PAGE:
Put the kabocha puree into a bowl. It should be the texture of soft clay. (Note: I discovered recently that some varieties have a high water content. These will not work for gnocchi. However, in many times making this recipe, it was my only failure, so I don’t think this is a common variety.)

Add the egg, nutmeg, salt, and pepper and mix until smooth. Add the flour about 1/4 cup at a time and mix in until you have a dough that you can work with – that does not stick to your fingers.

Split the dough into 4 equal pieces. Put three of them in the fridge while you work. To be efficient, you can also set a pot of water on to boil.

On a floured counter, roll the dough into a long snake, about 3/4 inch (2cm) in diameter. Cut into 1-inch (2.5cm) lengths with a sharp knife. Repeat with the other three pieces of dough.

kabocha gnocchiIf you didn’t start boiling water earlier, set a pot to heat on the stove. Also prepare a bowl of ice water in your sink or near the stove. When the water is boiling, turn down the heat to a simmer/light boil and drop in the gnocchi a handful at a time. Make sure they don’t stick together. The gnocchi will sink to the bottom, and as they cool, will pop up and float on top. Get them out with a slotted spoon and put them in the ice water to cool. You can’t cook that many gnocchi at the same time, so keep going in batches – you can just leave them in the ice water until you finish all of them.

Drain the gnocchi. At this point, if you like, you can refrigerate or freeze them for later use. Just put them in a baggie with a little bit of oil (so they don’t stick together). They keep very well in either fridge (for a few days) or freezer.

For eating: you can add sauce and eat them boiled, or you can take one extra step and fry them. I love them this way – crispy and brown.

In a frying pan, melt a tablespoon or two of butter. Heat until the butter starts to brown slightly. Add a sprinkle of sage (and some more nutmeg, if you like).

Add as many gnocchi as you like and fry, mixing them around once in a while, until they are browned and crispy. When done, add salt and pepper to taste, sprinkle with Parmesan cheese, and serve.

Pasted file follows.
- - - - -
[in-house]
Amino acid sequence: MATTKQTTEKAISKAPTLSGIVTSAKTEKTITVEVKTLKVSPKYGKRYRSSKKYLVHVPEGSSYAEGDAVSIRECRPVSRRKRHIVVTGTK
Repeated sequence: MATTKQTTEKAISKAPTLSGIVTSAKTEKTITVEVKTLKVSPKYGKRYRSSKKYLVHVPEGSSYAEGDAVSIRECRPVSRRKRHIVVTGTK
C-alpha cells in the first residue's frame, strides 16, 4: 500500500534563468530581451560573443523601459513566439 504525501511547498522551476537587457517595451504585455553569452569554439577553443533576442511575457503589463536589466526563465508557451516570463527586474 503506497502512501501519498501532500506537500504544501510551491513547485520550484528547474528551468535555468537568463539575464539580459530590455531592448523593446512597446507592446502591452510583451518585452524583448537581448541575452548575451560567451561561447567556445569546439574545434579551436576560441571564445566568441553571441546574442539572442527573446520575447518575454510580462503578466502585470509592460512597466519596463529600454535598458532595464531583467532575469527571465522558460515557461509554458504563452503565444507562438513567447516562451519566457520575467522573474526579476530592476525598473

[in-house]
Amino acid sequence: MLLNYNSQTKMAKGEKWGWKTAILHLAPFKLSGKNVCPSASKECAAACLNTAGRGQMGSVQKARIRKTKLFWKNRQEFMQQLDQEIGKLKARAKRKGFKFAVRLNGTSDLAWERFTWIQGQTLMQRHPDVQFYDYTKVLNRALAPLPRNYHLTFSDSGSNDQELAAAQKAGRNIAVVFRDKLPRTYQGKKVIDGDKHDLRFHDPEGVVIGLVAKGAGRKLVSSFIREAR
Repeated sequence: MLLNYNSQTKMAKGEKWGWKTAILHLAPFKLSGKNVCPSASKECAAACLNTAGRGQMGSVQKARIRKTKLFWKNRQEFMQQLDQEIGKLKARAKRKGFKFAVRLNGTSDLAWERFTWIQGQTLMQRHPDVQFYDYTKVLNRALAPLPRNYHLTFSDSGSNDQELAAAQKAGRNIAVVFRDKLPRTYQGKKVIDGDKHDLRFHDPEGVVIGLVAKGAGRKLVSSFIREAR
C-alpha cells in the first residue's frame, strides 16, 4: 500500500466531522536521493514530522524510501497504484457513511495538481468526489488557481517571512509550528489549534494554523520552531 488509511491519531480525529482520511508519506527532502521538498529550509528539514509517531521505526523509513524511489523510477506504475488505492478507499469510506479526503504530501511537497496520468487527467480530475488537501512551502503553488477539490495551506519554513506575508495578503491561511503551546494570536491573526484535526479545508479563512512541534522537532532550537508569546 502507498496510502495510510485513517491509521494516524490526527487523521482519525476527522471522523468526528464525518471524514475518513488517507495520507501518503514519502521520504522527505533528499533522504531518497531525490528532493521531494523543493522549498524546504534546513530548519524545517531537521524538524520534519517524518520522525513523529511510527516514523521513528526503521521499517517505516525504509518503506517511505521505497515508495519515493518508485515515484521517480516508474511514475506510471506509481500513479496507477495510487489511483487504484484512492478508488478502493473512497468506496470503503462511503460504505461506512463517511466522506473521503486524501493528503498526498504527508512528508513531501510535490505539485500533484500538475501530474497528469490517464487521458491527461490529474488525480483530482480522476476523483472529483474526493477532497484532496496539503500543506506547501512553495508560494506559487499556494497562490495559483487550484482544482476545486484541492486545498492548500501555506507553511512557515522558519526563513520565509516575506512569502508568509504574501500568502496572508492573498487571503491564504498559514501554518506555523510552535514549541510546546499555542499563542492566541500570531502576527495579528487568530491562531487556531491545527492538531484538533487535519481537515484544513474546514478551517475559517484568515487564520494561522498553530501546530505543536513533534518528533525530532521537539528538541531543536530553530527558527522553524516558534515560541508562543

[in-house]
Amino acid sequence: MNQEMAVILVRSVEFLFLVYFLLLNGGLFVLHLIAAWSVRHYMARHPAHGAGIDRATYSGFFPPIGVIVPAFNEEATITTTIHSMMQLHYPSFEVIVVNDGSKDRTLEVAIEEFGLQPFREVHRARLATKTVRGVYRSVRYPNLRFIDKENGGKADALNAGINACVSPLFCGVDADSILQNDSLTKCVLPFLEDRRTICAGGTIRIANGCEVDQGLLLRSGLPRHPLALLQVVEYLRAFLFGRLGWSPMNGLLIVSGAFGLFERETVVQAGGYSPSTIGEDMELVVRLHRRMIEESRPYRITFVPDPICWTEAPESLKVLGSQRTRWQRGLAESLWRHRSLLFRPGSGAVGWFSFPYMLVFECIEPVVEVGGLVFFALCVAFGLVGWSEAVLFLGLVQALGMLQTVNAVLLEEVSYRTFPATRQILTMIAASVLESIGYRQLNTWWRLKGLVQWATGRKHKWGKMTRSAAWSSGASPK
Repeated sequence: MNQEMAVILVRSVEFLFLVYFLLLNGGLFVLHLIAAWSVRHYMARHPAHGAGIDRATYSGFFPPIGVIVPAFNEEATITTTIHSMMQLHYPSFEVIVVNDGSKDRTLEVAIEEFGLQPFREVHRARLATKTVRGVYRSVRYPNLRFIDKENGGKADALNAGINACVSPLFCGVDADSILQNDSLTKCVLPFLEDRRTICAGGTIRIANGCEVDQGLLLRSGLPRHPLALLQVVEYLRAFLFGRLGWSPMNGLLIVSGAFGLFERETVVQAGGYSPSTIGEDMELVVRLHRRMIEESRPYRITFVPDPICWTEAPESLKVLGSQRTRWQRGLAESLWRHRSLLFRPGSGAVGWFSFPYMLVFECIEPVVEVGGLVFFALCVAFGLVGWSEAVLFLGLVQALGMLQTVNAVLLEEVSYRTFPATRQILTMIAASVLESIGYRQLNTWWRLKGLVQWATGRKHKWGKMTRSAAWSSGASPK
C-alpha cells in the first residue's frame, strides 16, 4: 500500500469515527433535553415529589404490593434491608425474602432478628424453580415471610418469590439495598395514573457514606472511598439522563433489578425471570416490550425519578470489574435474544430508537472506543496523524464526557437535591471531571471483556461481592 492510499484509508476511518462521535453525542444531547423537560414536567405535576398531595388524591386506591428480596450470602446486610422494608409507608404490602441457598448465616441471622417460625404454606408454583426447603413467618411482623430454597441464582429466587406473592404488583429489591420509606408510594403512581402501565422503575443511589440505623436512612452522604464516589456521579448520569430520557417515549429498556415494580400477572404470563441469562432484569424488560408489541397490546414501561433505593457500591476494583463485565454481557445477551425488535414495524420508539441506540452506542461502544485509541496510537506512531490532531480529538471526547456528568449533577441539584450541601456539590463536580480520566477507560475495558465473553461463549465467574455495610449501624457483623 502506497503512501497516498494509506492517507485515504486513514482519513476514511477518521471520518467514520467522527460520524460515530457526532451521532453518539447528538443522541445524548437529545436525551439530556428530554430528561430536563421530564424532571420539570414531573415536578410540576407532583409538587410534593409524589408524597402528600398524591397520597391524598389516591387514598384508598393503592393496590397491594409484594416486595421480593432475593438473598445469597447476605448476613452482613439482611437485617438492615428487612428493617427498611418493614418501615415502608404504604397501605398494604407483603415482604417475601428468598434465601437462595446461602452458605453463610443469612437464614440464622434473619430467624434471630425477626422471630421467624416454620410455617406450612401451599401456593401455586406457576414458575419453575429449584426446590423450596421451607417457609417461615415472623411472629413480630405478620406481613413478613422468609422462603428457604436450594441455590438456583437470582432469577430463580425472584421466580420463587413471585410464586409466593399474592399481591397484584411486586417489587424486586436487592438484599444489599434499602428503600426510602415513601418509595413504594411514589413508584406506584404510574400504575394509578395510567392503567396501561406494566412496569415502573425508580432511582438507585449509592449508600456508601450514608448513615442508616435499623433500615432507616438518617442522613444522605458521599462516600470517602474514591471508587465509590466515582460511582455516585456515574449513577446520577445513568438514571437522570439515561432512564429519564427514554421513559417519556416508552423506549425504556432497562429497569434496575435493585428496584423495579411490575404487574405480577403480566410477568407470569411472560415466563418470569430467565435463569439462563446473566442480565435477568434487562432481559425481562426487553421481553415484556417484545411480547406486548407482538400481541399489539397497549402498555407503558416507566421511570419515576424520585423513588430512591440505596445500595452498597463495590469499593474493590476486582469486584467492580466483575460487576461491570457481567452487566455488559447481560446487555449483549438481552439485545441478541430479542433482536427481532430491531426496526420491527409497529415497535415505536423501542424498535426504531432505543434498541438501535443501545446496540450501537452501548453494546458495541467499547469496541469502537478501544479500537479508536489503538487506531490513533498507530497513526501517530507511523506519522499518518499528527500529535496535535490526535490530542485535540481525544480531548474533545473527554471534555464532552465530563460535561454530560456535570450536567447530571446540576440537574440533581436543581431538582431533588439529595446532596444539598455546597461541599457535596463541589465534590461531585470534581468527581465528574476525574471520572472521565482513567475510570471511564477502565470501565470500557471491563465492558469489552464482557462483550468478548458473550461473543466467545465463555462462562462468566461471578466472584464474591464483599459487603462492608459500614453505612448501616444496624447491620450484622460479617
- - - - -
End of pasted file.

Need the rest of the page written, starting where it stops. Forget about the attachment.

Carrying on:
Scallion Pancakes

The instructions may seem long, but these scallion pancakes are simple to make after you’ve done it once, and if you cook Asian food regularly, you probably have all or most of the ingredients on hand already. One of my Korean friends once told me that for her family this is a “rainy day” recipe, since they didn’t have to go out to the grocery store to make this. Original recipe is from here.

1 cup (130g) all-purpose flour
1/2 cup (120mL) hot water
2 tbsp sesame oil
1 bunch thinly sliced scallions (Japan: use konegi)
vegetable oil for frying

Dipping sauce:
2 tbsp soy sauce
2 tbsp rice vinegar
1/2 tsp grated ginger
2 tsp sugar


Put flour in a bowl and add about 3/4 of the hot water while mixing. If dough is dry, add more water a little at a time until it will come together.

Knead dough on a floured counter until smooth. Cover with a towel or plastic wrap and let rest 30 minutes.

In the meantime, mix together all the sauce ingredients and let them sit at room temperature until ready to use.

When the dough has rested, divide it in half. Take one of the halves and roll into a circle about 8″ (21cm) in diameter. Pour a little sesame oil on and brush with a pastry brush (or spread with the back of a spoon) to cover the surface. Roll the dough up like a jelly roll, then form into a spiral, tucking the end underneath. Flatten the spiral with your hand, and the roll it out again into an 8″ (21cm) circle.

Repeat the sesame oil, and sprinkle on some salt and half of the scallions. Roll up tightly again like a jelly roll, make a spiral, flatten, and roll out again.

Repeat with the other half of the dough.

Heat oil in a frying pan until hot and carefully put in a pancake. Cook until golden brown, then flip and cook on the other side. Transfer to a paper towel and cook the other three pancakes.

To serve, cut like a pizza into 6 or 8 slices and serve with the dipping sauce.

Pan-fried Brussels Sprouts

brussels sproutsBefore you claim not to like Brussels sprouts, try them like this! This is a simple and imprecise recipe, so adjust it as you like. In Japan, Brussels sprouts are not common, but I see them once in a while. You’ll see them labeled as 芽キャベツ (me-kyabetsu) or “cabbage buds”!

Brussels sprouts – try to choose small ones, since they’ll naturally be less tough and bitter.
1 tbsp butter or margarine
1 tsp minced garlic
salt and pepper to taste


Cut the Brussels sprouts in half vertically. Put them on a microwave-safe plate or bowl, add a few tablespoons of water, and cover with plastic wrap (leaving a gap for steam). Microwave for a few minutes until the Brussels sprouts soften and turn bright green.

In a frying pan over medium heat, melt the butter or margarine. Add the garlic and Brussels sprouts. Stir occasionally and let them brown in the butter.

Add salt and pepper to taste.